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As previously reported here on FAA News, during Lakewood Township Planning Board's public hearing of Beth Medrash Govoha's planned housing project, BMG VP Moshe Gleiberman told the Board that the Yeshiva Administration reached out to the neighbors to ensure that they had no objections to the application.

However, at this week's public hearing, it became clear that numerous neighbors did have traffic safety concerns. As they feared unknown retaliation were they to voice their concerns in person at the Planning Board's public hearing, they instead met with the Police Department and asked them to relay their concerns to the Board.

Due to their work schedule, the letter from the Police Department only reached the Board this week, after they already granted their approval to the application, but just before they memorialized their Resolution of Approval.

The neighbors expressed to the police department concerns with the amount of traffic that the new complex will generate, plus the potential cut thru traffic that will exit on 9th Street and stack up along 9th Street, blocking their driveways and creating a public safety hazard where the proposed drawing for the roadway exits onto 9th Street currently.

In response to the neighbors' concerns, the police department submitted a recommendation to the Planning Board "to try and line up the exit onto 9th Street at Private Way, where the intersection could be controlled better, or restrict left-hand turns in and out of the newly proposed apartment complex."

The Board refrained from adopting this recommendation as their requirement, however they did amend their resolution to say that “the board recommends that applicant address during resolution compliance the police department's recent recommendations."

As the news was very first broken here on FAA News, the project consists of a total of 600 residential apartments, playgrounds, and a child care center and banquet halls.

The application was represented by Attorney Harvey York, Esq., Engineer Robert Curley of Colliers Engineering & Design, Planner Brian Flannery P.P., and Traffic Expert Scott Kennel.

The Site Plan depicts 6, five-story multi-family buildings with 100 residential apartments in each, with a playground with separate equipment for children ages 2-5 and 5-12 outside in front of each building. The apartments will include gated patios, and communal space for strollers on each floor. The basements will contain individual storage lockers.

Each building will contain

24 - 2 bedroom units (total 144 units)

60 - 3 bedroom units (total 360 units)

16 - 4 bedroom units (total 96 units)

One apartment building will contain a management garage.

The project also includes a separate building for a child care center with a capacity of 300 children, and 530 patron capacity banquet halls in the fully finished basement.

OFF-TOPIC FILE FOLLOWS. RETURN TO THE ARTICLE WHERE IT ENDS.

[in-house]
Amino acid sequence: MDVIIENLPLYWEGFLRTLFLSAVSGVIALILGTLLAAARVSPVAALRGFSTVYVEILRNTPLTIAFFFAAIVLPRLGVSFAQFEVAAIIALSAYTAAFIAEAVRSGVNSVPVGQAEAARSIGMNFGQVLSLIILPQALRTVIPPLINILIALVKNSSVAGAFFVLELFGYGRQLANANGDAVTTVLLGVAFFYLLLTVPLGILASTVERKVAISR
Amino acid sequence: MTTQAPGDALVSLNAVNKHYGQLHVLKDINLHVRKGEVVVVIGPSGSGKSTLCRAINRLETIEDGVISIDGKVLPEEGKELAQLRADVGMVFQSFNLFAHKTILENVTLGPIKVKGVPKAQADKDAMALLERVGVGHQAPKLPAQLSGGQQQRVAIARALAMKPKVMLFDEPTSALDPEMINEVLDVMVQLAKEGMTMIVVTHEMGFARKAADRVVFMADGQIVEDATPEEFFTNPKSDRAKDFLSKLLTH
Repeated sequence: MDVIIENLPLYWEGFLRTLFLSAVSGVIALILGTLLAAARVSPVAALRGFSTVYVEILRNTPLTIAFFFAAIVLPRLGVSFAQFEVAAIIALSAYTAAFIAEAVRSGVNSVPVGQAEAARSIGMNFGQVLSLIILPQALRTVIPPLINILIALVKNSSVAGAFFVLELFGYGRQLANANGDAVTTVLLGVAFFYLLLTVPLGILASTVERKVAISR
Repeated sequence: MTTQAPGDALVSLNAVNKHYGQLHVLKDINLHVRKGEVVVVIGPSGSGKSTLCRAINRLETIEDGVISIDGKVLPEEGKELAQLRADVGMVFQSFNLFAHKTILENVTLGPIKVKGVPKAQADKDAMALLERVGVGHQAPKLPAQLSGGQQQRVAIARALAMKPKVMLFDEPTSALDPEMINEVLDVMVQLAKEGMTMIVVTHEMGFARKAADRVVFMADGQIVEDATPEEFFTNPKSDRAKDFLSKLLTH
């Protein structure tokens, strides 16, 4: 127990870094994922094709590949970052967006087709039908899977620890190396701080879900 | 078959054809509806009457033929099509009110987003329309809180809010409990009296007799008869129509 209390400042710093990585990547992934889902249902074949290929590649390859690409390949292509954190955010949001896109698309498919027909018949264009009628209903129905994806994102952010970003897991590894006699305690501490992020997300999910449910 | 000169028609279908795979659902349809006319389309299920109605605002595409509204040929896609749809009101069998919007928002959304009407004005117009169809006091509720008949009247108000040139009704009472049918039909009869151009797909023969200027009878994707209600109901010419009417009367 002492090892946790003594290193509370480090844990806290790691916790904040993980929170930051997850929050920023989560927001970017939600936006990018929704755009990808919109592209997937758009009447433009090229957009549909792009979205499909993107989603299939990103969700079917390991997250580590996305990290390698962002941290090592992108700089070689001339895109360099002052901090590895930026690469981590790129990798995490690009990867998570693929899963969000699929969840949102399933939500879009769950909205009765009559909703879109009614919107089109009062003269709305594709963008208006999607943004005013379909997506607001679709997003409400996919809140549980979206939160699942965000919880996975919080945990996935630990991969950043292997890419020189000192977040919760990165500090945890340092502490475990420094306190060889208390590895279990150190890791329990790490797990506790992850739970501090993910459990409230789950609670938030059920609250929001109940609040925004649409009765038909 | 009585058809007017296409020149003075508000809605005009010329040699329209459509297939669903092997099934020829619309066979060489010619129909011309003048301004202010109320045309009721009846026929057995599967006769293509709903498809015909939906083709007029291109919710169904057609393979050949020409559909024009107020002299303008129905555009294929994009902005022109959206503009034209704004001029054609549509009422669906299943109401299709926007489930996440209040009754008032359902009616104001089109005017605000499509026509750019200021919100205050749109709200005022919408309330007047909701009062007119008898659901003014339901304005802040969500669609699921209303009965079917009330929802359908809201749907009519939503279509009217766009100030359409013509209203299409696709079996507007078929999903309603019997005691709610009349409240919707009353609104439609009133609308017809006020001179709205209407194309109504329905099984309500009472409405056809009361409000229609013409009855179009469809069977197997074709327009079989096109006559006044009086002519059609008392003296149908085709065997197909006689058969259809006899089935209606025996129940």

The child care center will contain 19 classrooms, tutor rooms, bike rooms, club rooms, a day care lobby, a social lobby, a conference room, and offices for the principals and management.

The basement of the child care center will contain separate entrances, lobbies, men's and women's coat rooms and rest rooms, a 1,300 sq foot kitchen, and 3 undefined rooms with a total of 7,100 sq feet. According to the Environmental Impact Study that was submitted with the application, this area will be used for 530 patron capacity banquet halls.

The road layout proposes a total of 3 new roadways which will be improved separately as each phase of the complex is constructed.

Carey Street will be improved from its existing terminus just west of Forest Avenue. This will connect to Cedarview Avenue which will be improved between its existing terminus at Fourteenth Street and Ninth Street. Both new roadways will be improved with complete curbing, sidewalk, and street lighting. There will also be dedicated off-road drop off areas along each building.

The project will provide a total of 1,295 parking spaces, 1,196 parking spaces for the residential units and 99 parking spaces for the child care center.

No additional parking will be provided for the 7,100 sq foot banquet halls. The Board did not address the lack of parking, or the fact that banquet halls are not a permitted use in the zone or in child care centers.

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Yudel Shain said...

The Administration of BMG has changed.
I sat down with Rabbi Moshe Gleiberman et al, Re: this project and I was able to discuss with them all issues of concern.

They said they will have a traffic light at the corner of Carey St and Forest Avenue among other issues.

They have an open door policy now, no reason to hide and go through other Avenues.

Try it, you'll be surprised.

Anonymous said...

Why isn't it designed with sukkas porches? The shack on the tracks is a disaster.

Anonymous said...

Yudel discussed the Succah porch issues; it's not feasible to them on all of the units. I suggested that they should have them on the larger units, as the smaller ones, they usually go to the inlaws for Succos.